Polk Salad Annie

'The gator's got'cher granny...chomp!'...well, that's a gruesome way for "Nana" to meet her maker! Tony Joe White's songs are rife with descriptive phrases of this sort, drawn from the experiences of his pickin' cotton upraisin' in northern Louisiana...though let's hope some of the imaginative lyrics are exaggerated. "Polk Salad Annie," be she real or fictional, had a tough life growing up in the swamp with little to eat but plants that looked like turnip greens. 'Everybody said it was a shame...'cause her mama was-a workin' on a chain gang...a wretched, spiteful, straight-razor-totin' woman...' And so went one of the numerous narratives about life in the Creole State, back up in the woods or on the Bayou. Tony's whole being is soaked in Louisiana culture and his part-Cherokee heritage; there's much more to the music, and the man, than just this one killer song that became his signature hit in the summer of 1969.

While his family was musically inclined, Tony didn't begin to play guitar or harmonica until his teens, when he developed an obsession with Houston, Texas-based blues guitar great Lightnin' Hopkins. Blues, country and cajun music combined to shape the deep, gritty vocal style TJW (as loyal fans refer to him) called his own. In 1964, the 20-year-old led The Tony White Combo with friends Robert McGuffey and Jim Griffith. When hired for a nightclub gig in Kingsville, a small Texas town near the Gulf, a recording opportunity presented itself. By the time "Bad Mouth" came out on Corpus Christi's local J-Beck label in 1965, he was backed by different musicians and the act was called Tony Joe and the Mojos, a name more characteristic of Louisiana-bred superstition, one of the subjects he (and most every cajun country bluesman) utilized as a songwriter. Briefly calling his group Tony's Twilights, he also recorded with The Bad Seeds, a band from Corpus Christi. Another single on J-Beck, "Down the Road I Go," was simply credited to Tony Joe, these original efforts the key to reaching fans caught in the spell of southern blues and rock.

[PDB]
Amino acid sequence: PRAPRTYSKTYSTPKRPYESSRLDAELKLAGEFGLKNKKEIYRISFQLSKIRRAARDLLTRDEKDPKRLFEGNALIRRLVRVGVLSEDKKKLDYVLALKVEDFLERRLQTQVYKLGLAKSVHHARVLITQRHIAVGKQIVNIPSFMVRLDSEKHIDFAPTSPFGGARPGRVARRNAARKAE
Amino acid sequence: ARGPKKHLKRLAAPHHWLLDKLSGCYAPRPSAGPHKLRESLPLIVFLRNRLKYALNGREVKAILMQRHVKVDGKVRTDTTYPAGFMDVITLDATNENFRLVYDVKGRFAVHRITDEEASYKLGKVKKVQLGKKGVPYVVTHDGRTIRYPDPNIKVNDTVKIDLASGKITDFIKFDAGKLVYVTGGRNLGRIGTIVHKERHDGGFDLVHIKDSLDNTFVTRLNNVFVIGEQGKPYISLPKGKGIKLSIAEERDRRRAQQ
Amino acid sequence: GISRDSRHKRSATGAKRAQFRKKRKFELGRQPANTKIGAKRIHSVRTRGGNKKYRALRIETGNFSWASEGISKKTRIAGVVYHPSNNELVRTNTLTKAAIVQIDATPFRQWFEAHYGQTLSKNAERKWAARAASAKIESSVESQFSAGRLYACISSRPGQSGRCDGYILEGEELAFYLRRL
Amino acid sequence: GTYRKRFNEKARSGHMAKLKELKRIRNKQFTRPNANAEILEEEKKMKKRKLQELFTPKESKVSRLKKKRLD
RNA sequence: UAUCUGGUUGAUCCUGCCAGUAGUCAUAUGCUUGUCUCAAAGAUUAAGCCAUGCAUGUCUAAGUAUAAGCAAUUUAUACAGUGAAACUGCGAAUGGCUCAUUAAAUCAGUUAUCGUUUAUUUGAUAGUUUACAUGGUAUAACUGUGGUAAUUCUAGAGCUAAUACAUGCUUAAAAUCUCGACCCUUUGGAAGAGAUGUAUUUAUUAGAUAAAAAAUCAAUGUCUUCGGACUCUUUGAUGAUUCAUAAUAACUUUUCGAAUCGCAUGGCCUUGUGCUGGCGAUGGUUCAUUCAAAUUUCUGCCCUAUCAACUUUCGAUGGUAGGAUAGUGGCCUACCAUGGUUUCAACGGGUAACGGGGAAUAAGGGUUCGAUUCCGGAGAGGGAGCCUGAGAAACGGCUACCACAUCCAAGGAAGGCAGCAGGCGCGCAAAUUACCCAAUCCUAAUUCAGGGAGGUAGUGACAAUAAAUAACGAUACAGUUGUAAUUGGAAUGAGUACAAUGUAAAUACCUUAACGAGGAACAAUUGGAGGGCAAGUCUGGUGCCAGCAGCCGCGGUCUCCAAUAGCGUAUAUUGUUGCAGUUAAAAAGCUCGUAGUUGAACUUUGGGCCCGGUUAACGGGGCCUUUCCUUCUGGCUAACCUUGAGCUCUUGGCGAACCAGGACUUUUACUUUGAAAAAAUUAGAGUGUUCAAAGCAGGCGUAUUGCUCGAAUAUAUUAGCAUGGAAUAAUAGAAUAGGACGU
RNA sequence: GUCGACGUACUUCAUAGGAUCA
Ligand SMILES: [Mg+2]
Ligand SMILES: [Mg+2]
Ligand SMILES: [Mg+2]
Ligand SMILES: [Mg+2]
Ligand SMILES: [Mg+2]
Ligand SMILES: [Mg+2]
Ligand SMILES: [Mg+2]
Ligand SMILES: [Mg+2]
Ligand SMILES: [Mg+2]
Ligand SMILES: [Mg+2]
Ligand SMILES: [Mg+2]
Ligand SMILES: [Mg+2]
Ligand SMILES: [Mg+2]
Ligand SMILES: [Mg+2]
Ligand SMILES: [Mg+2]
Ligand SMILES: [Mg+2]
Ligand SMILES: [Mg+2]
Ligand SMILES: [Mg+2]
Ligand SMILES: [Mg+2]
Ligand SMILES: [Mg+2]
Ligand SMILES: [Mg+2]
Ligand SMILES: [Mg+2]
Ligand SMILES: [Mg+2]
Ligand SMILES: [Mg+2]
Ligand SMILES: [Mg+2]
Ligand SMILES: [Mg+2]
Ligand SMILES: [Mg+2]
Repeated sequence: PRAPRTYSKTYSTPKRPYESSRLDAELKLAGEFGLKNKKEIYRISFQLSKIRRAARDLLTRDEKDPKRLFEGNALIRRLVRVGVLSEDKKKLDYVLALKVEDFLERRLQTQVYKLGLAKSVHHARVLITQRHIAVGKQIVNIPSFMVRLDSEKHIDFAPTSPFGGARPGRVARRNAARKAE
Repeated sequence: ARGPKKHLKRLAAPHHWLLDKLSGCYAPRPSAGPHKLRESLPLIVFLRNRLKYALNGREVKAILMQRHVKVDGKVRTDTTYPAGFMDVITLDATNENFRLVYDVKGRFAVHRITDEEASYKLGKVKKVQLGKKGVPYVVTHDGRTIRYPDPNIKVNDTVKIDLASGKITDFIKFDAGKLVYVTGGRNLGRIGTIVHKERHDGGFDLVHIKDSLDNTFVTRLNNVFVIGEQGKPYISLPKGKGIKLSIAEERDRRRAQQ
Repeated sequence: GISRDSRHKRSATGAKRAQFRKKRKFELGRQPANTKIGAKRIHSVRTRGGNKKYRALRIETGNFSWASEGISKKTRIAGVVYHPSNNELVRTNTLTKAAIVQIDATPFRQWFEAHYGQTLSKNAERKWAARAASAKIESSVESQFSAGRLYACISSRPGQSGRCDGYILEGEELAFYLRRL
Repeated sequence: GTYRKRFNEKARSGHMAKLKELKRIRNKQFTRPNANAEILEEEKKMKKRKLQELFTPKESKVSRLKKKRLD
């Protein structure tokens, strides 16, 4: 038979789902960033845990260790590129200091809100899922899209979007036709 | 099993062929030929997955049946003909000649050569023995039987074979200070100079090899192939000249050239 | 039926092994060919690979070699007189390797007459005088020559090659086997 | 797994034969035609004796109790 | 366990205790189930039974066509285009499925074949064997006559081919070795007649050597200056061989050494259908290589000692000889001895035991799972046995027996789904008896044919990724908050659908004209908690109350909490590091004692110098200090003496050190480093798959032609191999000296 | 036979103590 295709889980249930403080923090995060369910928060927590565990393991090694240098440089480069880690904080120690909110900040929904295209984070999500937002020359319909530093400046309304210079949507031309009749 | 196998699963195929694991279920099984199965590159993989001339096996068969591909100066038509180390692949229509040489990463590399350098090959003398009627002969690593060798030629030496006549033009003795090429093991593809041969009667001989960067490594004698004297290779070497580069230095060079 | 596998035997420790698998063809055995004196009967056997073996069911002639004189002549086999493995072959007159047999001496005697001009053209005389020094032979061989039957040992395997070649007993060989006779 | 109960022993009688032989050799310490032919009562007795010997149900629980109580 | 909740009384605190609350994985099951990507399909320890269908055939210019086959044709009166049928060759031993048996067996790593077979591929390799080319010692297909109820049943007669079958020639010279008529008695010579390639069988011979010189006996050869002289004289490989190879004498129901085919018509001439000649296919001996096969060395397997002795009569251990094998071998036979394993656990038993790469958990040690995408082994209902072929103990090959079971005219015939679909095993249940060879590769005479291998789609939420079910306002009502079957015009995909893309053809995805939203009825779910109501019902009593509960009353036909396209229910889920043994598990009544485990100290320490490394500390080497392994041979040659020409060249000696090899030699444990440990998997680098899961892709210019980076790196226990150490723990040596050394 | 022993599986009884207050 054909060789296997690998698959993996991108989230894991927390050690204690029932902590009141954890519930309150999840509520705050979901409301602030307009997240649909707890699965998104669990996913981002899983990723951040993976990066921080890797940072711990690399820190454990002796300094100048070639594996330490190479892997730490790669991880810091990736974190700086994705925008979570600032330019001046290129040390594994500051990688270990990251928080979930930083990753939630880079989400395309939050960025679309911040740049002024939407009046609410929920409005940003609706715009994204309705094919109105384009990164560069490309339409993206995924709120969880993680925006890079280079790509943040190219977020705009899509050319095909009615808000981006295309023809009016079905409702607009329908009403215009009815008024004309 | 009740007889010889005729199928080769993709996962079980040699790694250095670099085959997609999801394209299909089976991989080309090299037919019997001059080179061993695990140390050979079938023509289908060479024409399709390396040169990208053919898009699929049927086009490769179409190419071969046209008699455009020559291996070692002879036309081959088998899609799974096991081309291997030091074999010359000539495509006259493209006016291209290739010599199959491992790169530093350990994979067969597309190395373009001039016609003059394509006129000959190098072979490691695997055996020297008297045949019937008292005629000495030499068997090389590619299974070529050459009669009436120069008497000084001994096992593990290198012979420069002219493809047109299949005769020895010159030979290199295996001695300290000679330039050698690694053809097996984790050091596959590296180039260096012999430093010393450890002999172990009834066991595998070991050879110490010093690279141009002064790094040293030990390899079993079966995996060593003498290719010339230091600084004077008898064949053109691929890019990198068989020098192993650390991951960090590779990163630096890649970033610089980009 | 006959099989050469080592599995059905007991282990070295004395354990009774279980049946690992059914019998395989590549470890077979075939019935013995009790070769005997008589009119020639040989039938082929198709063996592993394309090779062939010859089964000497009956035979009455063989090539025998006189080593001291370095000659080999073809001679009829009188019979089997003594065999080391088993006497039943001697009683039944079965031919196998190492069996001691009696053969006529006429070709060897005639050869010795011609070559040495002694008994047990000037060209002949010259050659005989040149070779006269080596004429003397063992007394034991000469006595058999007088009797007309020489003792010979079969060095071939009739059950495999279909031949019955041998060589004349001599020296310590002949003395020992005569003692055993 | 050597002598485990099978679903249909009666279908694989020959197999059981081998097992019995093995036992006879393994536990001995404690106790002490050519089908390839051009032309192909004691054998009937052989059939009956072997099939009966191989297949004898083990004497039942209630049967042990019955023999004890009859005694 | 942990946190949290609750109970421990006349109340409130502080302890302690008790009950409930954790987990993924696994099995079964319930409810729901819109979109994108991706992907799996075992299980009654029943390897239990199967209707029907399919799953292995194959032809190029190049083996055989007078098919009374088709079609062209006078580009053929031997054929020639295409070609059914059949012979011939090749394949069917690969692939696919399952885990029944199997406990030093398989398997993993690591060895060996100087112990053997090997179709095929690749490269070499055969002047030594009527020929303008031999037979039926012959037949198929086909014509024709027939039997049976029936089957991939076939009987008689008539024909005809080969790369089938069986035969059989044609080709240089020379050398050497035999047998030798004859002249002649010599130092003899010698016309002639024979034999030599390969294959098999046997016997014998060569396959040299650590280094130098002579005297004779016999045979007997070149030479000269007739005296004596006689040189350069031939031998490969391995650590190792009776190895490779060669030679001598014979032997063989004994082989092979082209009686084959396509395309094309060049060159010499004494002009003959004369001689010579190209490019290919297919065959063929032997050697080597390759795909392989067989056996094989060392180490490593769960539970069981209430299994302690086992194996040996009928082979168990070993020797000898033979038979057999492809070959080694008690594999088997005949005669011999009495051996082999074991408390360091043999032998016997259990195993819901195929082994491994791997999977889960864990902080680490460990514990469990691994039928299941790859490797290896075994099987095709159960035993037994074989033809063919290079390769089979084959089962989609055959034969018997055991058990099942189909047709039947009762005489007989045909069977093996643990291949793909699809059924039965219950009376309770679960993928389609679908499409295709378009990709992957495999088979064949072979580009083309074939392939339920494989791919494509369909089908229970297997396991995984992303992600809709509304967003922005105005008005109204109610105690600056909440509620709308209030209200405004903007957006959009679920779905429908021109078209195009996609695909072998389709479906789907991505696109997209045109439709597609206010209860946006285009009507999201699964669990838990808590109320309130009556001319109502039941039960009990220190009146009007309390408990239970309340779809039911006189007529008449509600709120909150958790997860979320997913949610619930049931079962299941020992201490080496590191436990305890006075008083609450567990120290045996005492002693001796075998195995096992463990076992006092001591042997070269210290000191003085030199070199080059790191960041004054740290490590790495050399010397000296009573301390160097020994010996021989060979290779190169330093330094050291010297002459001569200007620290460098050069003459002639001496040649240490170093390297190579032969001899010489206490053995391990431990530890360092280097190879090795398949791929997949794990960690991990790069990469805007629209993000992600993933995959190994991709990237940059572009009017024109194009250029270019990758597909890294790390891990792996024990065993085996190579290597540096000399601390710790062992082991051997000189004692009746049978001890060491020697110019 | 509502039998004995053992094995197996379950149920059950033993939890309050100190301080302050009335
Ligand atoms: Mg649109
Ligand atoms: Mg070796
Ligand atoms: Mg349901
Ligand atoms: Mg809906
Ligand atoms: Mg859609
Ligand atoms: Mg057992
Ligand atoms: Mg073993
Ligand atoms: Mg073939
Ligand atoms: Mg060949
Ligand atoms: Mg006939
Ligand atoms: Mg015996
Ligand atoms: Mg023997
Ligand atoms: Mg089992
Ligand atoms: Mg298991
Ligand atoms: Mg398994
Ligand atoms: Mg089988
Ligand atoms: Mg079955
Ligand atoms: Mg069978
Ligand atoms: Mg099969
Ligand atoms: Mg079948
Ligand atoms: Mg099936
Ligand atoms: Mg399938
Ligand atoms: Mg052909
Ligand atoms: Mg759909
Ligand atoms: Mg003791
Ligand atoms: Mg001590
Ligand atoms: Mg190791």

He traveled to Nashville in early 1967 and auditioned for Bob Beckham (a former Decca artist with a couple of pop hits to his credit), who liked what he heard and got him signed to his current label, Monument. Ray Stevens produced "Georgia Pines," a country-pop tune penned by Buddy Buie and John Rainey Adkins that had been recorded a few months earlier by soul singer Mighty Sam (that fall, The Candymen hit the charts with their version on ABC). "Watching the Trains Go By," a Dan Penn-Spooner Oldham song, rolled by about a year later. The White-penned flip side, "Old Man Willis," had a storytelling style and horn-backed arrangement almost identical to the hit that would eventually expose the singer to a national audience. His original compositions made the A sides starting with summer '68's "Soul Francisco," which had a measure of success in Europe but was ignored in the states.